'New Educational Institutions Will Be An Intense Move'
Such announcements will give a higher level of credibility to the schemes and programs being announced in the budget!
The budget proposes to move from 'black board' to 'digital board' by increasing digital intensity in education through investments in technology. Going digital is possibly the only way to reach the last mile education delivery, in the highly under-penetrated education sector, a move in the right direction.
Initiatives for training and skilling teachers has also been spelt out. There is a proposal to Identify 1,000 students from premier engineering colleges and provide them facilities to do Ph.D in IITs and IISCs. Revitalizing research in premier educational institutions with an outlay of Rs 1,00,000 crore over the next four years, proposal to set up twenty new schools of architecture and planning and a railway university is also in cards. Whilst the intentions are appreciable, at this point these lack specifics in terms of outlays to be spent during the 2018-19 for us to assess the adequacy of such provisions.
An additional 1% cess on income tax and corporate tax is proposed to be levied (taking the total cess to 4%) yielding an additional Rs.11,000 crore, to fund projects under education and healthcare schemes.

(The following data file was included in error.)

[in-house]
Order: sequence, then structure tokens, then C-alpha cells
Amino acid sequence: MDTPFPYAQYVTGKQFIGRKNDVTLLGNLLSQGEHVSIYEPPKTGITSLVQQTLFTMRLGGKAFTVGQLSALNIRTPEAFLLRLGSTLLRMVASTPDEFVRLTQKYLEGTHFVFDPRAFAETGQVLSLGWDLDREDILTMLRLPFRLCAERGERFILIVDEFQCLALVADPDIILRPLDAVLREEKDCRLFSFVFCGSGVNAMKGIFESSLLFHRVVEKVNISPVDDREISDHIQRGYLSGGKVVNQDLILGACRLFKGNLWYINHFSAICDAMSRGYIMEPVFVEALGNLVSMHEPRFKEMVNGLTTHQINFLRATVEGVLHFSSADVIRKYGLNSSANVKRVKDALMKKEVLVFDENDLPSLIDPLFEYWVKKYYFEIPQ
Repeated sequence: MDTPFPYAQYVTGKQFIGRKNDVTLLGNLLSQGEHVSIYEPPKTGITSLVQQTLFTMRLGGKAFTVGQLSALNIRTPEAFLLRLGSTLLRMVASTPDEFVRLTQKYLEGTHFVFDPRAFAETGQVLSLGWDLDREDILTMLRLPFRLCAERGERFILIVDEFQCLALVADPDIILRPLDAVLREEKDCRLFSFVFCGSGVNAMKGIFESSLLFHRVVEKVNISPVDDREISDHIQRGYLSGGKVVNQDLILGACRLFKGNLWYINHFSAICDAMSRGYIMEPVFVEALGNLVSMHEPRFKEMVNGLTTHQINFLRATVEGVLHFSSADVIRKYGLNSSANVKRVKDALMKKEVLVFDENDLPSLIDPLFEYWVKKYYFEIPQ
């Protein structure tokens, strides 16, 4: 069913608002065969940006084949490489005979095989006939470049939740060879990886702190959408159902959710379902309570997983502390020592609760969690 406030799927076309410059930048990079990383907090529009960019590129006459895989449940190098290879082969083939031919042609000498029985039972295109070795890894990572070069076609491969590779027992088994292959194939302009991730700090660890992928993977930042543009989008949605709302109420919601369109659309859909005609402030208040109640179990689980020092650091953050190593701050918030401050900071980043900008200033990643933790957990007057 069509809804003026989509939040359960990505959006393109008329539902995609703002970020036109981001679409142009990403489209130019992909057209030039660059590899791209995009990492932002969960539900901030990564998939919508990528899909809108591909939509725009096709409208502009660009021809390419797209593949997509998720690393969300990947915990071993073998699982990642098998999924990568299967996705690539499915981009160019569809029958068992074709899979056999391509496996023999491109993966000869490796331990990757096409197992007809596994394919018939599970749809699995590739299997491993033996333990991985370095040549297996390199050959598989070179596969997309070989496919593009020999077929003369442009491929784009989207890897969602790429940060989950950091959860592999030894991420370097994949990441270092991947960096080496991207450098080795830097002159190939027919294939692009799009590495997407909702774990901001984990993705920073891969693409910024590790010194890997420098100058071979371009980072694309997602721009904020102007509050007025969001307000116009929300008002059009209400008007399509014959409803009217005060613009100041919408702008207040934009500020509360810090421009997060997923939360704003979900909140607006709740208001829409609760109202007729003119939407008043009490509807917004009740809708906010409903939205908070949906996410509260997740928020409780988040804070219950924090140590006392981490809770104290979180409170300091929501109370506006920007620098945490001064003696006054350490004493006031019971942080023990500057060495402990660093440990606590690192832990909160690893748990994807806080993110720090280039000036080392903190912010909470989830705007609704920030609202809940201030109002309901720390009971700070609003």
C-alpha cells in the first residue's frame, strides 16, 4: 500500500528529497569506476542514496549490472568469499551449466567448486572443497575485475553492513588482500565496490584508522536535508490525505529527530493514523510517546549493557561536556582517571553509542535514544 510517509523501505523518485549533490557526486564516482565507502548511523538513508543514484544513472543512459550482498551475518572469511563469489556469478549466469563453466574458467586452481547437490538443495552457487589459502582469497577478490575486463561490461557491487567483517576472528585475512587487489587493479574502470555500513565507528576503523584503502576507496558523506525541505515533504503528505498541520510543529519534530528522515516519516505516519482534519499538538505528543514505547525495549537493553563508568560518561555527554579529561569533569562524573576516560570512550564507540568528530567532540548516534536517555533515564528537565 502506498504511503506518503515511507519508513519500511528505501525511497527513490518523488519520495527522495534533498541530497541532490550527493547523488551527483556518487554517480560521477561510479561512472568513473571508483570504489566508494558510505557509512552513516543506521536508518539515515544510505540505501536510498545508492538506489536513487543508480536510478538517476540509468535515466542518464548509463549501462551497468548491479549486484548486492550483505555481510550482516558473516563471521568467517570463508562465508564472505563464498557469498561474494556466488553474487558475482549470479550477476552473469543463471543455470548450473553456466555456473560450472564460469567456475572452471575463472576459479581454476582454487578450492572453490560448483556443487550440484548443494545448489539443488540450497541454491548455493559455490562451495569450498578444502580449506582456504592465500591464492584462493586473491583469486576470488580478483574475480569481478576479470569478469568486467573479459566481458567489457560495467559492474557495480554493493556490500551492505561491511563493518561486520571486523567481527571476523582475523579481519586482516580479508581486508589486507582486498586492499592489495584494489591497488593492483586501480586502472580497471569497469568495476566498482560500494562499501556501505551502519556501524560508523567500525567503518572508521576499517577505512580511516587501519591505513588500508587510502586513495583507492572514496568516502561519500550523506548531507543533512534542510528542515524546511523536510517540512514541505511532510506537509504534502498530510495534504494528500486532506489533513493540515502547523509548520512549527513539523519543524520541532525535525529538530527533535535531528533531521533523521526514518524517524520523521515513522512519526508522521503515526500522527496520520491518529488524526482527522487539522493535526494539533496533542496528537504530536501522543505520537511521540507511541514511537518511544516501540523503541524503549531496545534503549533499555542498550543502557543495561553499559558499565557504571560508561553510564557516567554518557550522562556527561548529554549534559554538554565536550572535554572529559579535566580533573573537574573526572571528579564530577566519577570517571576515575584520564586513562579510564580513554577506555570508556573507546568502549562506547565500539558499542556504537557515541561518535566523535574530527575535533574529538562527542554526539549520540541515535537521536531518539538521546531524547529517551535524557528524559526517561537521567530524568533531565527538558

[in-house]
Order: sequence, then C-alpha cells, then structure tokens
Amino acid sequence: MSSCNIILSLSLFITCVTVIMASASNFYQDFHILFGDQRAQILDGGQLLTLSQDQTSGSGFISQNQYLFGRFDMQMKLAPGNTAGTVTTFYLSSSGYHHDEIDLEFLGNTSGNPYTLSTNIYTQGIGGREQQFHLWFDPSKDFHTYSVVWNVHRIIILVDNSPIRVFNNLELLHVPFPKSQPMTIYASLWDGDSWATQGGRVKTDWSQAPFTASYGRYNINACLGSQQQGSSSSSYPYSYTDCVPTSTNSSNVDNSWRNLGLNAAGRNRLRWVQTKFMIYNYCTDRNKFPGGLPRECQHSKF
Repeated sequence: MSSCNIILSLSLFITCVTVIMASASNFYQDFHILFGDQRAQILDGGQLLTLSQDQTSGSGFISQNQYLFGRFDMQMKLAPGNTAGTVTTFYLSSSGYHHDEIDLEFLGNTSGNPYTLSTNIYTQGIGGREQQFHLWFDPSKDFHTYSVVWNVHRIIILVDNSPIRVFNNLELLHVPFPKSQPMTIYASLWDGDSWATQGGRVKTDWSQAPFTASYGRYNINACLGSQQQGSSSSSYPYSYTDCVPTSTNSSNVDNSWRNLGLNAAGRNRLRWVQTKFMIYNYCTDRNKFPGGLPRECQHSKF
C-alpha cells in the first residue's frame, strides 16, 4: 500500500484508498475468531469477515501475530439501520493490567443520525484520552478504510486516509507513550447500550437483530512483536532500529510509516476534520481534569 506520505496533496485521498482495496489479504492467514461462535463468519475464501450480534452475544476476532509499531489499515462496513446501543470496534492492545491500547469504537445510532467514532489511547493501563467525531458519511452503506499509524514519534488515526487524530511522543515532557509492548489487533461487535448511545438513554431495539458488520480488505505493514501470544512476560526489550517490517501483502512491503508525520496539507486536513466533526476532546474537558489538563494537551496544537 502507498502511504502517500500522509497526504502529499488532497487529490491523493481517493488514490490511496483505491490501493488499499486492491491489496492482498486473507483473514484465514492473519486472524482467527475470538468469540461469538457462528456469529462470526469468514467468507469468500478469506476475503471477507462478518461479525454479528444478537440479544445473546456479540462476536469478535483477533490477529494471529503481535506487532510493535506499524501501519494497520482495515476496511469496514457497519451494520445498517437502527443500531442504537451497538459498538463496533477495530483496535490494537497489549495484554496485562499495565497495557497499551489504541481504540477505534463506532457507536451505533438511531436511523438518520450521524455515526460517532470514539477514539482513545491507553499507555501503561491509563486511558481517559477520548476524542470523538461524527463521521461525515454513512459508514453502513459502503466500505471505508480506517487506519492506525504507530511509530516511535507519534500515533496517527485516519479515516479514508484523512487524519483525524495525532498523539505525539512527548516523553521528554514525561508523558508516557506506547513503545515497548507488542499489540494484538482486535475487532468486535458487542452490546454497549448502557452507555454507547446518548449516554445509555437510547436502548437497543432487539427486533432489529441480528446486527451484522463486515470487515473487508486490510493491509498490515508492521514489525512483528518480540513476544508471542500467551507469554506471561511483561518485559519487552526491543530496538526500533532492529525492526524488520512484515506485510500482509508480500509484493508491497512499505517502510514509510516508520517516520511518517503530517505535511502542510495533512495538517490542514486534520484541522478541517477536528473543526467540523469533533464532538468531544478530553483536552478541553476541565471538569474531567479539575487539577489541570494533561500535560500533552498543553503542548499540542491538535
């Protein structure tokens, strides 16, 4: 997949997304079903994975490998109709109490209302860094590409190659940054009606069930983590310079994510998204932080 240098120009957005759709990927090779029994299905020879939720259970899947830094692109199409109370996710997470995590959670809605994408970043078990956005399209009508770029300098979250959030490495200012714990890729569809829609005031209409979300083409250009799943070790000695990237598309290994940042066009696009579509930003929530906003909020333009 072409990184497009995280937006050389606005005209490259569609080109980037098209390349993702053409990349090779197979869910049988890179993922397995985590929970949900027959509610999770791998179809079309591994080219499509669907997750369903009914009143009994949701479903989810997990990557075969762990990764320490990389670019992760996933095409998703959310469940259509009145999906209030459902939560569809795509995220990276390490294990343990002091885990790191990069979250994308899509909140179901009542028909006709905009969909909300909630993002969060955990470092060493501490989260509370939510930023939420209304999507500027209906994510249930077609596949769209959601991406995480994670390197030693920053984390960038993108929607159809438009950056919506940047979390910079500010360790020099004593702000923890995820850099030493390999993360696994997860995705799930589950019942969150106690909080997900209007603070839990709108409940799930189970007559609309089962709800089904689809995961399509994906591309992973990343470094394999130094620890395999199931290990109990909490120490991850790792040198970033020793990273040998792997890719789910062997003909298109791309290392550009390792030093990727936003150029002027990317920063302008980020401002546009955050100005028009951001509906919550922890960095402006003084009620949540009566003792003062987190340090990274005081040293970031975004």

With average age of Indians being one of the lowest in the world, and India boasting to have the largest 'productive age group' population, vocational education and skilling become very critical. Two years ago in his 2016-17 budget speech the Finance Minister aspired to train more than one lakh crore people through setting up of 1,500 skill training institutes under the Pradhan Mantri Kaushal Kendra Programme (PMKKP) over the following three years. What has the finance minister given for this sector in the current budget? He has announced that 306 kendras have been established.
The Press Information Bureau highlights that, under PMKKP, around 40 lakh people have been trained to date. Considering the above, although we seem to be falling short in terms of executing the announced projects; there definitely seems to be a reasonable progress, on ground. Further, it would also be important to see how much of these skilled employees have entered the formal employment sector over the last two years. The government needs to publicize such information in order to demonstrate the effectiveness of such programs, which are so vital to the economy. Such announcements will give a higher level of credibility to the schemes and programs being announced in the budget!
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